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‘Dream Builders’: gutting and renovating from the heart

The amiable Nate Berkus returns to home improvement TV with NBC’s “American Dream Builders” at 8 tonight.

This show sets an ambitious goal: Two teams renovate two houses of the same architectural style in the same neighborhood – in a week. As executive producer, host and one of the judges, Berkus selected the 12 designers, who must work together.

“The decision was made that they would all be professionals and very established in their own communities and local markets,” Berkus said. “They weren’t fighting to become the next anything. They already have very successful businesses and clients, and some of them had worked 20 years to build that. And this show is not about discovering new talent. It is about bringing established talent into everyone’s home. Every week two homes are renovated from wall studs up and re-created and reimagined. That will give lots of people ideas.”

The homes in the pilot are crowded with too many people and too much stuff, a lack of storage space, dated kitchens and bathrooms, and neglected yards. Designers look critically at the houses.

In one, they create a bedroom from a walk-in closet. At that point, it would seem easiest to just hit Ikea and buy a ready-made room, but Berkus wants the furnishings to be as select as the foundations are strong.

“Even though we worked very rapidly, we gave designers access to everything they would have in normal practices: antiques, salvaged wood, vintage furniture, great construction pieces, etc. Whatever they could dream up, we were prepared to have done,” Berkus said.

The families move out, and the teams descend. Some of these designers would never so much as voluntarily share an elevator, much less the spotlight. One designer goes around bragging that her taste is better than everyone else’s and says she’s doing it because obnoxious behavior is expected on unscripted shows.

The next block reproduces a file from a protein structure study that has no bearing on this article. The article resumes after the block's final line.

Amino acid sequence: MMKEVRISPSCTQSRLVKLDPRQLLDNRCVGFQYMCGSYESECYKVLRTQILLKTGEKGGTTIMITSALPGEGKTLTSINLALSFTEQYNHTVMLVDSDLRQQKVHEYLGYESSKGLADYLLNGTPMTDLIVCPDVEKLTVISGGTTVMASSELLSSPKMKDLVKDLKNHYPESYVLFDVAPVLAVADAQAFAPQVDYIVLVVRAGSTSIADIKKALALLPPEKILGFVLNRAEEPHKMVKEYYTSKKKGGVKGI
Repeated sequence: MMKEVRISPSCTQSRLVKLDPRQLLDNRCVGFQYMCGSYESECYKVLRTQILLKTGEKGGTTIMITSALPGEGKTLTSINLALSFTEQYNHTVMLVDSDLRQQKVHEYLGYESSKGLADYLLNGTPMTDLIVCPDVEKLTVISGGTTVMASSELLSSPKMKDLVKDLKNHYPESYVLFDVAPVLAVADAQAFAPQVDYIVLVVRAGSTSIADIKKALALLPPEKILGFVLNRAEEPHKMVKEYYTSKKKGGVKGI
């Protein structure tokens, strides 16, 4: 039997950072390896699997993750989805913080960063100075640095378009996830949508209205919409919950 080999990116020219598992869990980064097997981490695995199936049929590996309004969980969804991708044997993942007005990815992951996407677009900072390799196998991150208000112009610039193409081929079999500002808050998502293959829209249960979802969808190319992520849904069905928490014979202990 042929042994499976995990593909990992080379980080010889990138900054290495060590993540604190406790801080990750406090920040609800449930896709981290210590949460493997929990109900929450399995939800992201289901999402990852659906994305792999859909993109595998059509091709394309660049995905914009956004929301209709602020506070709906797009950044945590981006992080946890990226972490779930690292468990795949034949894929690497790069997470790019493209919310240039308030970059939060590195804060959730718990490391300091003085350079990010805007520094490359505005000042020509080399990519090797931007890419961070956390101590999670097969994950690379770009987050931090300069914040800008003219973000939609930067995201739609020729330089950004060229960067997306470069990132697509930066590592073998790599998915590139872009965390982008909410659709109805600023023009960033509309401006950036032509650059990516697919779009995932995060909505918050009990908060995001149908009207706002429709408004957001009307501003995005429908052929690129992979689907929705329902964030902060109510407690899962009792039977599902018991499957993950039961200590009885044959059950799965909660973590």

“The 12 are used to be being the bosses,” Berkus said. “The way some of them can’t communicate and the way some choose to communicate – you can’t make this up. You can’t script it. It was fascinating to watch the dynamics between them.”

Houses cannot be enlarged, though walls can be knocked down, closets expanded and rooms created from dead space.

Judges Eddie George, a former NFL running back and now a landscape architect, and Monica Pedersen, an interior designer, look for what everyone wants in a home: functionality, ease and style. In the pilot, one team installs a bathroom vanity, but the drawers do not open. Exactly how that is supposed to be useful is also lost on the judges.

Some of the homes chosen are old and have been renovated poorly over the years. Berkus aims to show viewers how to breathe new possibilities into old houses.

And as seems to be mandatory for shows when crummy houses are transformed into beauties, it ends in tears. Berkus, who has been doing home makeovers on TV for 15 years, has a theory as to why.

“Universally, no matter who you are or where you live, everybody wants to live better,” he said. “We are taking what they own and what they have worked really hard to own and making it beautiful. They see their space redone, reimagined and fully redesigned for the first time.”

Recognizing that not everyone can gut, redesign and refurnish, Berkus said, “The point of this show is to show what they can do with what they have.”